The Tokyo Summary Court has fined Dentsu ¥500,000 (£3,400) for violating the labour standards law in the final ruling of an open trial into the company’s role in the suicide of an employee in 2015.
While the financial penalty is small, the ruling acknowledges that Dentsu's unregulated working conditions contributed to the death of Matsuri Takahashi. The recent graduate killed herself on 25 December 2015 after experiencing workplace bullying and being forced to work unreasonably long hours between October and December.
According to the Nikkei, prosecutors accused the Japanese parent company of Carat and Mcgarrybowen of putting profits above staff wellbeing and failing to curb a prevalent culture of extreme overwork.
The open trial that Dentsu has faced is an uncommon scenario for an incident of this nature, which by all accounts happens relatively frequently across different industries in Japan. Observers including those in the national press have indicated that the case was given extra weight due to Dentsu’s prominence in Japanese business and society.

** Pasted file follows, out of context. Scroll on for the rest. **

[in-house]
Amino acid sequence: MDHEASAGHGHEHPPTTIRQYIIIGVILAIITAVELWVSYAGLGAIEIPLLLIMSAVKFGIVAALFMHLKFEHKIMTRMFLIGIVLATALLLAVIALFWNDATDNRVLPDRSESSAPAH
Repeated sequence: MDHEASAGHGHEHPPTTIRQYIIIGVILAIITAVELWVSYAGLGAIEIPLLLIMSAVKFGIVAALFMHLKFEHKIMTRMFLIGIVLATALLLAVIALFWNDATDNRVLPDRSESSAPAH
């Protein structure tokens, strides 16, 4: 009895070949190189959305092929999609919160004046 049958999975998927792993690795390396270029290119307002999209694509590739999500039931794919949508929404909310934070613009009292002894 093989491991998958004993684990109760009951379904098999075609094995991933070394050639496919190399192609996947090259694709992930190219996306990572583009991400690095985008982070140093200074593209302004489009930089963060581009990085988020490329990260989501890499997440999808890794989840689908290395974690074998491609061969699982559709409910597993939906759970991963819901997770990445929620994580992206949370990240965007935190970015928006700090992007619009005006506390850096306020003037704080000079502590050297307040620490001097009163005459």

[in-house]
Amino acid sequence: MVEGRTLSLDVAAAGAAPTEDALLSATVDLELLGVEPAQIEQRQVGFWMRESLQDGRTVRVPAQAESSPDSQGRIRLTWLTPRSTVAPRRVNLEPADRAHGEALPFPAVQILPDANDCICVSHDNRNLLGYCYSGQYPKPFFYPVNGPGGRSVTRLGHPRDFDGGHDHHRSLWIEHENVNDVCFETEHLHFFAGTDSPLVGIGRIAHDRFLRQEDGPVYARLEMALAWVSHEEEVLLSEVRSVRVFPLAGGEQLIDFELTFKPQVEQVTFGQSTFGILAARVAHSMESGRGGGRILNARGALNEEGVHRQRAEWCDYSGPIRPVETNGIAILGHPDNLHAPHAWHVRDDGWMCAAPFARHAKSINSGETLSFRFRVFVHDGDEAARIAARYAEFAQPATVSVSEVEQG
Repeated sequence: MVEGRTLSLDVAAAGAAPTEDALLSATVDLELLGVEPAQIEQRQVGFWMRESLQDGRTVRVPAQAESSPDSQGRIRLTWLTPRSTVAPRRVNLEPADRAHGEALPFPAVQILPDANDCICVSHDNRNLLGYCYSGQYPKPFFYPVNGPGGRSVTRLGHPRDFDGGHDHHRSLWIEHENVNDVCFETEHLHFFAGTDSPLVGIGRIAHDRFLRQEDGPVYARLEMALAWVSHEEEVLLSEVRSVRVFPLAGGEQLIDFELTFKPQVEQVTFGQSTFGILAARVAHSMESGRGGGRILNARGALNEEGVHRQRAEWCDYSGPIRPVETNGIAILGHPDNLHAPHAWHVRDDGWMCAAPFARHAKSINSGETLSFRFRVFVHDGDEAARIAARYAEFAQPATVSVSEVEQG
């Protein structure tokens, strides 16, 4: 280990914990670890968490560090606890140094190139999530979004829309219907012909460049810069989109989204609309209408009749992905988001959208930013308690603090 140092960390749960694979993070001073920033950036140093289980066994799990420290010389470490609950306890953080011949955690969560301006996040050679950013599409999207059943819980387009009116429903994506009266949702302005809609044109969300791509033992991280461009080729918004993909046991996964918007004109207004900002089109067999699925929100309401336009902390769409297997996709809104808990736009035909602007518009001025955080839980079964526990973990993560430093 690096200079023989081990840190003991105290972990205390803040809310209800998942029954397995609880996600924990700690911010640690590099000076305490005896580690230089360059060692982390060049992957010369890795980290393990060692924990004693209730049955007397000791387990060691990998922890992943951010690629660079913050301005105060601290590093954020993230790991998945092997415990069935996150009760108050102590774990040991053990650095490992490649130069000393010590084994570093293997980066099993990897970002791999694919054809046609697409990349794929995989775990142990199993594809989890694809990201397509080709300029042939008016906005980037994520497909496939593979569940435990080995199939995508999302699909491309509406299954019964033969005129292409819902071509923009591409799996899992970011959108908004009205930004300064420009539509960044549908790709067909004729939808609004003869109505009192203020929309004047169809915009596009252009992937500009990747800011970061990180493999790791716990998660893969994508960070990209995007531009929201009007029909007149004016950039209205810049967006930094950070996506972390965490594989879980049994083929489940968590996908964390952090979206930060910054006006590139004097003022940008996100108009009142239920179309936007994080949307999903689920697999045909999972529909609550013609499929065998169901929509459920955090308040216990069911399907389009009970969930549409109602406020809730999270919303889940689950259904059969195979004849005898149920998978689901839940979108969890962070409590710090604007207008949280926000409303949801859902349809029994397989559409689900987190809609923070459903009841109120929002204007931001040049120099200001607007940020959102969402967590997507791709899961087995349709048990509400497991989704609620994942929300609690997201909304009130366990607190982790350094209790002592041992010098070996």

Dentsu’s president and chief executiv Toshihiro Yamamoto admitted in September that Dentsu had failed to meet its social responsibilities and apologised on behalf of the company to all concerned. Yamamoto was appointed to lead Dentsu in January after his predecessor, Tadashi Ishii, resigned in an apparent atonement for the scandal.
Yamamoto has promised to ensure no such incident happens again. Spokespeople for Dentsu have said the company is working hard to enhance its working environment, with a focus on eliminating the culture of long working hours and obligatory overtime. The company has not yet provided specific details or results of its new measures.
Death from overwork is a serious national problem for Japan that the government is at pains to tackle. The topic has remained in the spotlight since Dentsu’s role in the suicide first came to light last October.
As Campaign’s extensive reporting on the issue has shown, Dentsu is far from the only media industry organisation that needs to rethink its working practices. On 3 October NHK, Japan’s national broadcaster, became the latest large media institution to admit that overwork led to the death of an employee.
A version of this article was first published by Campaign Asia-Pacific